Minerva Kohlhepp Teichert, King Benjamin’s Farewell Address,  BYU Museum of Art.


Mosiah 4:6-12

For Younger Missionaries


  • What needs did King Benjamin perceive the people had and how did he help them to find peace? Are those needs any different today?
  • How can we remind ourselves that others are not looking for facts or doctrine—they are searching for peace, comfort, and happiness?

What They Are Interested In

When someone says, “Tell me about the Mormon Church,” we often give a doctrinal response—eternal families, modern prophets and scriptures, and so on. This makes sense to us because doctrine is the reason why we are in our church instead of in another. Doctrine over time becomes very important to converts, too. But it typically is not the initial reason for their interest.

In 1975, the Church did an extensive survey of new converts to determine what it was about the Church that had initially interested them…. These were the results, in order of frequency of mention:

  1. The feeling of closeness to God that they wanted to experience because they could see this closeness in the lives of Mormons they knew.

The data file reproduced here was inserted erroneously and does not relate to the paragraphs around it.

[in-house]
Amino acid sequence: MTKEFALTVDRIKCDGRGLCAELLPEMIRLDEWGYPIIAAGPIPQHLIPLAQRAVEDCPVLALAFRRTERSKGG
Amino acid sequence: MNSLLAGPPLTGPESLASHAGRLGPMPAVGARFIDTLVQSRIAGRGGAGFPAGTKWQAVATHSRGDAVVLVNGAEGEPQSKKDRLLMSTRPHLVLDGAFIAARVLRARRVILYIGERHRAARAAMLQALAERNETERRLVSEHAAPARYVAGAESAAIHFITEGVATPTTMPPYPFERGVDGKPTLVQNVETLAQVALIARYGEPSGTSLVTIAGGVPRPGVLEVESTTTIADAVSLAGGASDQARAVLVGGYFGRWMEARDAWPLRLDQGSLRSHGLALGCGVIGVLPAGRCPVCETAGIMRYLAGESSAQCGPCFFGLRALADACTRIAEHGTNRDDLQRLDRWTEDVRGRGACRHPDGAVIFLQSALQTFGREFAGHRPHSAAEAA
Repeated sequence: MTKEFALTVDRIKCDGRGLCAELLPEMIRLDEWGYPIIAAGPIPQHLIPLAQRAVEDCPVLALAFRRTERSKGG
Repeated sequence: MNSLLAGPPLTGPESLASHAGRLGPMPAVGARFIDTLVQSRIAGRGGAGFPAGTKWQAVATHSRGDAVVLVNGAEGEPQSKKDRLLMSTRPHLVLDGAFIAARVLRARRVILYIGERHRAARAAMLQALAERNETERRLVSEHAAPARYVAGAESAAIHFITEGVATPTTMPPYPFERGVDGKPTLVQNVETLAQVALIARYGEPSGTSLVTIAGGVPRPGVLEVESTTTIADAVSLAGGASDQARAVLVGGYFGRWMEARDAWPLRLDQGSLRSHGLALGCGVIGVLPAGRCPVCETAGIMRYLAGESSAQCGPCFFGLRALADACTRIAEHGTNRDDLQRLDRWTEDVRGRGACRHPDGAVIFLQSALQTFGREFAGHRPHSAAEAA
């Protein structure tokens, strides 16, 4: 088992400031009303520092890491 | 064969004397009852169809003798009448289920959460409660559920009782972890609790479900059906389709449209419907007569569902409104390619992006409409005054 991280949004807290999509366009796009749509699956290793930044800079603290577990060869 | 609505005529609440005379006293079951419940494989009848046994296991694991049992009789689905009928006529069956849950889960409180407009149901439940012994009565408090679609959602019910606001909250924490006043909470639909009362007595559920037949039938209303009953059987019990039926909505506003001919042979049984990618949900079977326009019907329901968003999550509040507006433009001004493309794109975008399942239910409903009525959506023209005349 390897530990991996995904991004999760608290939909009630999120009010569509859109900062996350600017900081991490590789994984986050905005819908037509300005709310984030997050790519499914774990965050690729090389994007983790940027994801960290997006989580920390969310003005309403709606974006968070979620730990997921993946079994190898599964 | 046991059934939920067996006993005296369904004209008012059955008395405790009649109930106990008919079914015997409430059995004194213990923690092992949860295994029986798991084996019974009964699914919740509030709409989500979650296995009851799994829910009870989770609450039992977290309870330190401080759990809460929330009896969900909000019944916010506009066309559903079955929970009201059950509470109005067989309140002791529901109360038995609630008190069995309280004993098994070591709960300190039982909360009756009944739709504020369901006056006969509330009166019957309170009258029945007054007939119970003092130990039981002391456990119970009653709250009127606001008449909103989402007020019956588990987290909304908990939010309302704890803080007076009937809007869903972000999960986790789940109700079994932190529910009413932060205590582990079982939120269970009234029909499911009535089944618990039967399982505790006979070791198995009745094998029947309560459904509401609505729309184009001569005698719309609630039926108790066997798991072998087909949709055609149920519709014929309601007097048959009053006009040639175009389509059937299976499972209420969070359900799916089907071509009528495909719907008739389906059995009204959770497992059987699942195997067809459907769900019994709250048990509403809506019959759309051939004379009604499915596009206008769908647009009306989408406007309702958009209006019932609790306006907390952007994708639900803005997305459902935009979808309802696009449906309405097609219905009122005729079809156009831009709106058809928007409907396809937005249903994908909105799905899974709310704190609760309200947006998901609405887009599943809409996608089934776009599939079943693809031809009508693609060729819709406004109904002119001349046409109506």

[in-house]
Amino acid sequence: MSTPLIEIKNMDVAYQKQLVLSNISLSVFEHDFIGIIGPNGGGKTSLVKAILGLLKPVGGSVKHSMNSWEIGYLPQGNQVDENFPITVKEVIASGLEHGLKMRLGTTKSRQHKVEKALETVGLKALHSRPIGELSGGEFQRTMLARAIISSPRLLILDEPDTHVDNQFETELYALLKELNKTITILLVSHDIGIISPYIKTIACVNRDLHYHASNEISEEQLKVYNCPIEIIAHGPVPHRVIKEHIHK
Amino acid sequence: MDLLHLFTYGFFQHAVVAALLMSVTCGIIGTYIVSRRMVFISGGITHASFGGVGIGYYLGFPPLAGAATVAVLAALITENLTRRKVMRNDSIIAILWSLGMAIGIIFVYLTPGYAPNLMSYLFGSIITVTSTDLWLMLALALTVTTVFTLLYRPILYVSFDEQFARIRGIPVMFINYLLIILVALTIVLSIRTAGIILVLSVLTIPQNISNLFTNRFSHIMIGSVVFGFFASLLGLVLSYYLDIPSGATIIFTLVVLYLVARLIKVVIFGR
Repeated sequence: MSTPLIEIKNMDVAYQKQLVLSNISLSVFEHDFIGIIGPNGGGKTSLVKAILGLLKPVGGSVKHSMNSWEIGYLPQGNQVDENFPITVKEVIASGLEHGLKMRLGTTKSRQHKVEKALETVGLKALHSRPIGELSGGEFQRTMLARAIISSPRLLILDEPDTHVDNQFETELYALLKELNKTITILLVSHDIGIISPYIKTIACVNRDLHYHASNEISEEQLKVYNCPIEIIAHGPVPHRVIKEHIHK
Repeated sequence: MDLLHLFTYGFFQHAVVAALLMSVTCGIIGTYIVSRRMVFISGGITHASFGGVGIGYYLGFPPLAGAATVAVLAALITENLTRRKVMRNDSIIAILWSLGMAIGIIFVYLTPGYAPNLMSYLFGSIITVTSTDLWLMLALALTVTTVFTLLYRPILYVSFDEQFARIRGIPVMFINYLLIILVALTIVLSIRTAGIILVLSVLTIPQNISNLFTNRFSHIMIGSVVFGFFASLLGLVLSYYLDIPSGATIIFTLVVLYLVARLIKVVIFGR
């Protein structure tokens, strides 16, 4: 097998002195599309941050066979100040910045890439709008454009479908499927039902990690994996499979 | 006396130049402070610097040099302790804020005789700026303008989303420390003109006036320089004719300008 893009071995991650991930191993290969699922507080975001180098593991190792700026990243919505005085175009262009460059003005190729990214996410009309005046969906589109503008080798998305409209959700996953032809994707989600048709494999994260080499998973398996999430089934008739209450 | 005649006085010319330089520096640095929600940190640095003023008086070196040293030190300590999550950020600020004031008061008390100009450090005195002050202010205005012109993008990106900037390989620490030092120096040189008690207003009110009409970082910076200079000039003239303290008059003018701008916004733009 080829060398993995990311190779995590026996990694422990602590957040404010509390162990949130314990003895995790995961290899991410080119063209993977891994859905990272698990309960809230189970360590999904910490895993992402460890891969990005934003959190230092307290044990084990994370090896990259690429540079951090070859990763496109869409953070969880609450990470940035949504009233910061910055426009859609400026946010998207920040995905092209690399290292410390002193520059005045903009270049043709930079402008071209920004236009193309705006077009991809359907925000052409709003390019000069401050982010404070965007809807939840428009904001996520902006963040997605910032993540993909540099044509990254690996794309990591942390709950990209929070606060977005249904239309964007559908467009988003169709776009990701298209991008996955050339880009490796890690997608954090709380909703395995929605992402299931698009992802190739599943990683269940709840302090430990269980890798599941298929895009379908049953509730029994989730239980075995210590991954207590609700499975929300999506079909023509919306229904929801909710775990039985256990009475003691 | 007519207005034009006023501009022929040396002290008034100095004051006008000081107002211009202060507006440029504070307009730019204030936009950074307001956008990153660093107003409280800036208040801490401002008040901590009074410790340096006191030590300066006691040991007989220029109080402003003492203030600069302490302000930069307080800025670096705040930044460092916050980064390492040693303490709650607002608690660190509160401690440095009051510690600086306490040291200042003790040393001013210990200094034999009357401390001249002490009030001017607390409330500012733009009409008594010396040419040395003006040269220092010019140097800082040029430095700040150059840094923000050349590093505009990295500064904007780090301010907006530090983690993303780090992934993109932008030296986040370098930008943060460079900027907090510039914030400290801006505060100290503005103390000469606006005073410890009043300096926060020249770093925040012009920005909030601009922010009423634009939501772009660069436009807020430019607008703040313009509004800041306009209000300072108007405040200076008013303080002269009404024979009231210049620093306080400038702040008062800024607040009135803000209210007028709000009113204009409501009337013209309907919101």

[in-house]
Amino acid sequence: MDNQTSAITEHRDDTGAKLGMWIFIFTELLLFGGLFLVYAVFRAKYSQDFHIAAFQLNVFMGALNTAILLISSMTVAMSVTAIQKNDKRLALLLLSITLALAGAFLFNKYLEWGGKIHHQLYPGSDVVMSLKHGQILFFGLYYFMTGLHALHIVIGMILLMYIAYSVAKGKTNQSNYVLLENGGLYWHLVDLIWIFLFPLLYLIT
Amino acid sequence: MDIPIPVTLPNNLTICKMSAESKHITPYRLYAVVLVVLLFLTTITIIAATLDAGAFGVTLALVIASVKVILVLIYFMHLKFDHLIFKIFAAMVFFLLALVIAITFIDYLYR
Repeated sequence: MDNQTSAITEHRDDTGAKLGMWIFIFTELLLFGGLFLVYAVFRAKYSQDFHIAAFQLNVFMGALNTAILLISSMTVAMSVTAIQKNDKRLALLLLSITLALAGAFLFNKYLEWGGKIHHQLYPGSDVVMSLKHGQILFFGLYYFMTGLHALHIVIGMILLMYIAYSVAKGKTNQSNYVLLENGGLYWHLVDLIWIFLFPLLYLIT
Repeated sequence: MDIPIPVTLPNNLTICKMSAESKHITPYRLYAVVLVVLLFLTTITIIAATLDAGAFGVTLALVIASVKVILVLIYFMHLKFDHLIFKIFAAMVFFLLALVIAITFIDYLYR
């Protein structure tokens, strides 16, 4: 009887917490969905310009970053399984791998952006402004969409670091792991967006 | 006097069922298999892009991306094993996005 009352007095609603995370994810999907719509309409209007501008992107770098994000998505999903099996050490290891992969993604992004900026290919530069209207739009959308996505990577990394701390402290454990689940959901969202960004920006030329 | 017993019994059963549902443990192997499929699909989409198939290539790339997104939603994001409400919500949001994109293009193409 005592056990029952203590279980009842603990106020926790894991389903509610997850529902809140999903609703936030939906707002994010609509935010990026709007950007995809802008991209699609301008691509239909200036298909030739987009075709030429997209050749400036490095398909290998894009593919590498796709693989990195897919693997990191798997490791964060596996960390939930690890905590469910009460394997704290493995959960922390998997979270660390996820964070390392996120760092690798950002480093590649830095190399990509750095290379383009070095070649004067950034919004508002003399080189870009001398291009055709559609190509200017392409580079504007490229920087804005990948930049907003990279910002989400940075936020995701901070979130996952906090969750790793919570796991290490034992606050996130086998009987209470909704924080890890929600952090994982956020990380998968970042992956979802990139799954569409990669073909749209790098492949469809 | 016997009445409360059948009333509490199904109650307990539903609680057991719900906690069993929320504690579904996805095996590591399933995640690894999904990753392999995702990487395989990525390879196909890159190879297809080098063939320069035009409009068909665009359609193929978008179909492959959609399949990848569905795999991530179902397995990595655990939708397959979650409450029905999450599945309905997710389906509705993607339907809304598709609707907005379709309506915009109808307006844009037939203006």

2. Happiness and a sense of peace, which they wanted and which they saw in the lives of Mormons they knew.
  3. They wanted a better sense of purposefulness and direction in their lives. They tended to see this in Mormons they knew.

Only 9 percent of new converts said that doctrine was the main thing that attracted them to the Church. For all who are baptized and remain active, doctrine becomes much of the glue that cements them in the Church. But it typically isn’t what they were looking for at the outset….

[W]hen someone gives us a chance to tell them about us, as a general rule we ought not to tell them what we like about our own church…. Rather, when I respond with a question like “It’s a great church. Why do you ask?” if they don’t have anything specific in mind, I then answer with something relating to the three reasons noted above. If they have something more specific in mind, then I can answer specifically (Clayton M. Christensen, The Power of Everyday Missionaries, Salt Lake City: Deseret Book, 2013, 26–27).


We Can Find Happiness


King Benjamin


  • According to King Benjamin, how do we serve God?
  • Does this have any thing to do with missionary work?
  • Wouldn’t it be wonderful if we could help others experience the joy King Benjamin’s people experienced when they repented?


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